In the aftermath of Hurricane Sandy, one obvious priority is making sure all of us – students, faculty, and staff – are safe and cared for. Another priority, equally important, is making sure that students can continue their coursework with minimal interruptions.
This week’s note links you to resources that are available to help you use Blackboard (Bb). In subsequent weeks, we will showcase NYIT faculty members who are using Bb and other educational technologies to maintain continuity of instruction with their students. If you are currently using digital tools to help your students learn and would like to share your strategies with your colleagues, please email me directly, at firstname.lastname@example.org.
The first place to go for help is the NYIT Online web page, www.nyit.edu/nyitonline. There, you will find a one-page summary of support services offered to help faculty get started with Bb, and links to how-to videos for faculty (http://iris.nyit.edu/tbls/faculty) and students (http://iris.nyit.edu/tbls/student). You’ll also find a list of dates when staff from the TBLS helpdesk are available in Manhattan and in Old Westbury for drop-in support.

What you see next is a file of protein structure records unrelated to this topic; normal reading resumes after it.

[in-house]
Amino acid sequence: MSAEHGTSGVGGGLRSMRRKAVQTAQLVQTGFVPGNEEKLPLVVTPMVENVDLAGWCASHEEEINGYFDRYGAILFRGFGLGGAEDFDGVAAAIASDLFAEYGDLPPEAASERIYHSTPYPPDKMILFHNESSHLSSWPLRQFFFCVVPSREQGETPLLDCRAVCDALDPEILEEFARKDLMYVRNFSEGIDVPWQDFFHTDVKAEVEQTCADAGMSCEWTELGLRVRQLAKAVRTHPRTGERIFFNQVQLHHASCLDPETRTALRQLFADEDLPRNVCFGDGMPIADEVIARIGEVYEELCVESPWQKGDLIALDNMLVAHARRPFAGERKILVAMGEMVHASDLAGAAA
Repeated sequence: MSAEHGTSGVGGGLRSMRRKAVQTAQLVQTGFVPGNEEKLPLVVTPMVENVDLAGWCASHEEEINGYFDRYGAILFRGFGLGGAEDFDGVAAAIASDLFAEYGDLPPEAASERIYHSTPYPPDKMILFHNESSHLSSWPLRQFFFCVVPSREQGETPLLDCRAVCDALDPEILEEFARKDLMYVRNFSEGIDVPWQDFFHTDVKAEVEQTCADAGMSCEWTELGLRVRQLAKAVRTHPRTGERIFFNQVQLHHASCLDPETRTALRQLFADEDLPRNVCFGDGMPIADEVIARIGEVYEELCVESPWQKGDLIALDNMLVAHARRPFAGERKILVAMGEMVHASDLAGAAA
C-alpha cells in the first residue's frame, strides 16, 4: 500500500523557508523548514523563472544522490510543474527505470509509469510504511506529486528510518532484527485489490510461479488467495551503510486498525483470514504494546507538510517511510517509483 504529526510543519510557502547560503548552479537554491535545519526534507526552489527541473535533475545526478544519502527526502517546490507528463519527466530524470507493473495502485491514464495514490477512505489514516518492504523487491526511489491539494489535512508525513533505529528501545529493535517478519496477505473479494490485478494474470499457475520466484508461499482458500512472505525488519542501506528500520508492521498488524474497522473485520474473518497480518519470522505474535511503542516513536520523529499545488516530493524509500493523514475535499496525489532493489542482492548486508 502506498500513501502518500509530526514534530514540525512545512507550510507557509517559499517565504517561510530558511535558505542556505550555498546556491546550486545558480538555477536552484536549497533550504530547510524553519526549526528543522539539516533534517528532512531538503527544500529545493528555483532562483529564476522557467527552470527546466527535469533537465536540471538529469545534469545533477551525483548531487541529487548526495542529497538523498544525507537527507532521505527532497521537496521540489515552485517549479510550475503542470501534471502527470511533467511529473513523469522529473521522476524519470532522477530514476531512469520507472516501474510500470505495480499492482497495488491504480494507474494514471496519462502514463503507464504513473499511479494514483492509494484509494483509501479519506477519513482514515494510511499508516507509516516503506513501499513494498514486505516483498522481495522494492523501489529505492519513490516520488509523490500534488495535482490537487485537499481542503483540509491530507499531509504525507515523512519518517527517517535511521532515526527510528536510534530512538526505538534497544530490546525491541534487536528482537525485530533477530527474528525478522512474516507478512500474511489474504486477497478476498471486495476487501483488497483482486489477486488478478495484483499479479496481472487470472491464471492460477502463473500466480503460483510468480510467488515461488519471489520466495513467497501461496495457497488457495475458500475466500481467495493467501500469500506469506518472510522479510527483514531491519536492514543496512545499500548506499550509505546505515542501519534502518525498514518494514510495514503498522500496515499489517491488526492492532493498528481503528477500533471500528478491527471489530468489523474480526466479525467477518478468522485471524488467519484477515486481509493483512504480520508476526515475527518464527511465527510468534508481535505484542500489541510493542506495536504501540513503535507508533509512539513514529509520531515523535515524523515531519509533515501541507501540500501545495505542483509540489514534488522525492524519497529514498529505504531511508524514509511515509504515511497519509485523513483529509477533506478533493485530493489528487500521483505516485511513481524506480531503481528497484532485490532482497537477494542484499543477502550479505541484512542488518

One thing that is especially important to note: if you add materials to Bb for your students, you will need to explicitly grant the students access to the course shell. There’s a short video demonstrating how to make your course available to students on the NYIT Online Faculty Videos page (direct link to video: http://goo.gl/Wncy8).
All courses have Bb “shells” – dedicated virtual spaces – created for them automatically. To find the shells for the courses you are teaching, first log into the portal, http://my.nyit.edu, with your NYIT userID and password. Then, click the “NYIT Blackboard” link at the top of the left-hand column.
How Accurate are Your Assumptions about the Students in Your Class?
First Day of Class: Engage your Students with Poll Everywhere!
Encouraging Students to Ask Questions
Innovative Ways to Prevent Conflict in Student Groups
Using Bloom’s Taxonomy as a Framework for Student-led Discussions